Beginner Photography: Street

Hey folks! This week’s topic is street photography, which I love. I’m really excited to have Gisele Duprez on the live show. She’s an incredible street photographer and a good friend of our crew. You can see a blog that Gisele wrote for us a while back here.

You can also see my first post on street photography here, which, frankly is better than this one. San Francisco served for some great shots. But to be fair, I was shooting over a whole weekend. This week I just went out for a few hours. My family went with me down to Kelly Drive, which is a lovely jogging/biking trail along the river in Philadelphia. It was a nice day and there were a lot of people out. I didn’t want to capture joggers and bikers though, as that’s where I’d shot for my sports blog previously.

There are a lot of challenges to street photography, but many of them are self-imposed. It’s scary to photograph strangers! I have the tendency to never get close enough, which can cause me to miss focus and include too much busyness in the background. When shooting street photography, you want to look for interactions between people. To zone in on a moment in the midst of a lot of unfocused chaos. But what you’ll see a lot of is people on their phones, or determinedly zipping through a crowd. It can take a lot of shots to find something worth seeing.

Technically, here are some tips. Using a smaller camera with a movable screen on the back is great. You can hold your camera down and pull out the screen which can disguise where you are pointing your camera and whether or not you’re even shooting. Holding the camera to your eye is certainly more conspicuous. I choose to shoot on aperture priority at a low to moderate f/stop so that I have some leeway on my focus. I almost always convert my shots to black and white in post to eliminate distractions which inevitably exist in street photography. Here’s a helpful video from Chelsea on the subject:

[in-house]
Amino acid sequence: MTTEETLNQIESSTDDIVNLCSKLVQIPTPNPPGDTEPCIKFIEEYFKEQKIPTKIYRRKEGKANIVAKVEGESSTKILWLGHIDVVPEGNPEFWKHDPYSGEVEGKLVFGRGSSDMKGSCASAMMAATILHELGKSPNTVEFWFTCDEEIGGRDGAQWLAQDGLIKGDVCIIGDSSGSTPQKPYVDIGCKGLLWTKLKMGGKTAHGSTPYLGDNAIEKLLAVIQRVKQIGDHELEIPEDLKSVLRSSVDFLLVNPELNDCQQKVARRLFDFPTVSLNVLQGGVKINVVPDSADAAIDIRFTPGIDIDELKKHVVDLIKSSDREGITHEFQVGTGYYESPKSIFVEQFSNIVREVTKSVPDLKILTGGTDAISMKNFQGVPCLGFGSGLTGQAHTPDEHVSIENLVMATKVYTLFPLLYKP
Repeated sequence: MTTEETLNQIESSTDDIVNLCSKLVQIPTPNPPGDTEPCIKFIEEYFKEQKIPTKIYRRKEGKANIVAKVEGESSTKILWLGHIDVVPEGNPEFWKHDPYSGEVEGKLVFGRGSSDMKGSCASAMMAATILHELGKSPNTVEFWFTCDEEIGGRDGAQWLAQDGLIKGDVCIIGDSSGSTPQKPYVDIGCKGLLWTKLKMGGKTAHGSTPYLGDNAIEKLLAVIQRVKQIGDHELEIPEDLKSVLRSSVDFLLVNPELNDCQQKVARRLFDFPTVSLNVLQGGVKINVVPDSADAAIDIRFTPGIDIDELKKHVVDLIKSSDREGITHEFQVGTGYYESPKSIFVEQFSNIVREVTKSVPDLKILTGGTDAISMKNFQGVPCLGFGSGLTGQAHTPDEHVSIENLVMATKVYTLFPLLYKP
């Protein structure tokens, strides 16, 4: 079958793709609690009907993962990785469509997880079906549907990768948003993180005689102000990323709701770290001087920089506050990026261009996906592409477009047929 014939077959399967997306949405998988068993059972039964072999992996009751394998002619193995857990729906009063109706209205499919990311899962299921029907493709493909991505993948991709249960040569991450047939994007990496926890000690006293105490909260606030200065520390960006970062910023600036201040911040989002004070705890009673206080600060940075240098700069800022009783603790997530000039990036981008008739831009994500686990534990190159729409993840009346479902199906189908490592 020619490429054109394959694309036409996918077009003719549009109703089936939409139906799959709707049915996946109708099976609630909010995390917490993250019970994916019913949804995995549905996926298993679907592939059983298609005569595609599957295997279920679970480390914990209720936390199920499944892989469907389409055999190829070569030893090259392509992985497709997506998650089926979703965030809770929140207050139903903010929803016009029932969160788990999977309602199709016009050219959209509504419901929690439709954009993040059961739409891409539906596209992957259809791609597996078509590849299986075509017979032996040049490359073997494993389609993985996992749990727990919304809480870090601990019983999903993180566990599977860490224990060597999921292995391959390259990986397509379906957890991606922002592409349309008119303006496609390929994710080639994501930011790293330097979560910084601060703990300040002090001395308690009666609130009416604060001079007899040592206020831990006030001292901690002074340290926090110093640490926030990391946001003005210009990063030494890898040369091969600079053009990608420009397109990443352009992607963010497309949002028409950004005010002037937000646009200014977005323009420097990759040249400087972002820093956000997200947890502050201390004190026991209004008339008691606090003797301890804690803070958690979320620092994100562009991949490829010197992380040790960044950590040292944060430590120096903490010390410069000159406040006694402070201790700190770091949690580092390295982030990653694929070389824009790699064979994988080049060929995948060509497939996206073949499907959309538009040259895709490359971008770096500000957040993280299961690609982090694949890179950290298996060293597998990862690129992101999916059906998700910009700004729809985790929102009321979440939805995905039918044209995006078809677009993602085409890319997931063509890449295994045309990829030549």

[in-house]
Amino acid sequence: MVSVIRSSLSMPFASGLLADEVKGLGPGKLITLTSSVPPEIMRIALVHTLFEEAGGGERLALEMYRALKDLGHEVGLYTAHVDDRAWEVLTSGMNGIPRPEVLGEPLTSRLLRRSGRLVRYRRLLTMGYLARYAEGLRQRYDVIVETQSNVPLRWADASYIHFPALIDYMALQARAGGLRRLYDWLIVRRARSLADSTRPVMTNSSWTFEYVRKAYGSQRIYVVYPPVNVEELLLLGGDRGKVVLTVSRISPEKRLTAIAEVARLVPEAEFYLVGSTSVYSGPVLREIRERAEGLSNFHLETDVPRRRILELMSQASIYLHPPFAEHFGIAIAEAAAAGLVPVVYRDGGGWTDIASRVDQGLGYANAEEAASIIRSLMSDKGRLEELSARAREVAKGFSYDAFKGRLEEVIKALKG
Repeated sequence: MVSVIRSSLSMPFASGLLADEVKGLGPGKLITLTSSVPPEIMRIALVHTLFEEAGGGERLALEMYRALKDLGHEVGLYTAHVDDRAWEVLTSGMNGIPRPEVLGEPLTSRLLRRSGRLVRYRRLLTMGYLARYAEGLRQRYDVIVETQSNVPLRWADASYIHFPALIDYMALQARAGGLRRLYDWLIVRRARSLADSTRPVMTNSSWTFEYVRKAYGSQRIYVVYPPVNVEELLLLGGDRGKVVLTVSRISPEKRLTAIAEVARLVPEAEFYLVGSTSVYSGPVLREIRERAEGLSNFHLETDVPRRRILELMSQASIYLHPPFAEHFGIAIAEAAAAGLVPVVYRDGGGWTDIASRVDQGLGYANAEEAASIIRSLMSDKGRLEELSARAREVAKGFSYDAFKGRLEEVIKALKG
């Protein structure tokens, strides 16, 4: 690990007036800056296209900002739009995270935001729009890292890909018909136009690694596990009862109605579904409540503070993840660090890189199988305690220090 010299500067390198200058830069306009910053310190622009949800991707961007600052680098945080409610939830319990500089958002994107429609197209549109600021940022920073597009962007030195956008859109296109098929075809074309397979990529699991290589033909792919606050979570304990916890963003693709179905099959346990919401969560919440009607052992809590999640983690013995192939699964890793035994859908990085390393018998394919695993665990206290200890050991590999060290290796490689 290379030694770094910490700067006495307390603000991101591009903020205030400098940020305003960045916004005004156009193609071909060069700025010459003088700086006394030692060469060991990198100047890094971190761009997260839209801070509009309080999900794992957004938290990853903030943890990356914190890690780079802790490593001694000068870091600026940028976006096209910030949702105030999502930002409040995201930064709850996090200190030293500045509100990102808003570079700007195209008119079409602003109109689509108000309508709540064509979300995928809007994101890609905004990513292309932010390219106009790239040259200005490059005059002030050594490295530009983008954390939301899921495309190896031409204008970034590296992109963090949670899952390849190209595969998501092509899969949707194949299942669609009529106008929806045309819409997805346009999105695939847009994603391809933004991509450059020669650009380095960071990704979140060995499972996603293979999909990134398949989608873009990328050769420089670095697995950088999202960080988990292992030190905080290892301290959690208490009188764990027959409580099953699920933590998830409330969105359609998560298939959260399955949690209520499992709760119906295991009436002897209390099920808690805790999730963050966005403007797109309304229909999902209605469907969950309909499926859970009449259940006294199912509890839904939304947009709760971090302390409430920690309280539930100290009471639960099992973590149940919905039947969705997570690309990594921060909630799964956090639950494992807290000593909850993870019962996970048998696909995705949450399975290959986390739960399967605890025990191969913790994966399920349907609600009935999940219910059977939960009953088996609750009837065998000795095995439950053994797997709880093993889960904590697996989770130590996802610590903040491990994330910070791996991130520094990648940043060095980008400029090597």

Here’s what I got:

f/4, 1/400th, ISO 2oo

This one is my favorite, the eye contact made it.


f/4, 1/640th, ISO 200


f/5, 1/400th, ISO 200


f/4, 1/1250, ISO 200

I realize now that my camera chose a crazy fast shutter speed to freeze the water, which was unnecessary. 


f/5.3, 1/400th, ISO 200


So those turned out okay. The first shot is the only one I would really keep, but I love street photography and practice makes perfect. I have a few spots I know I’d like to go out and try again. I look forward to seeing what you all come up with this week and to hearing from Gisele on Thursday!

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11 Responses to Beginner Photography: Street

  1. Roderick August 8, 2017 at 10:40 am #

    Street ? I immediately thought of the lyrics to “Hay Jack Kerouac” by 10,000 Maniacs (which is precisely the correct amount of maniacs you need to accomplish anything).
    “You chose your words from mouths of babes got lost in the wood.
    Cool junk booting madmen, street minded girls
    in Harlem howling at night”.
    I digress…..
    Thanks for the link to Gisele’s site and blog – fantastic work and I can’t wait for this week’s show.
    I’m with you on your first photo. The angler’s face and pose is great.
    I sort of like the three lassies sitting by the fountain. The water effect is not unpleasing (!)
    Hope you put in an appearance on Thursday’s show –

  2. Richard Reich August 8, 2017 at 12:50 pm #

    I keep reading and watching videos, but I know I’ll never have the courage to point a camera at people in the street.

  3. Gisele Duprez August 8, 2017 at 1:18 pm #

    I’m excited! See you all there!

    I like these shots, Siobhan. I think the bottom one may be my personal favorite – such a slice of life moment.

  4. James Lemon August 8, 2017 at 1:35 pm #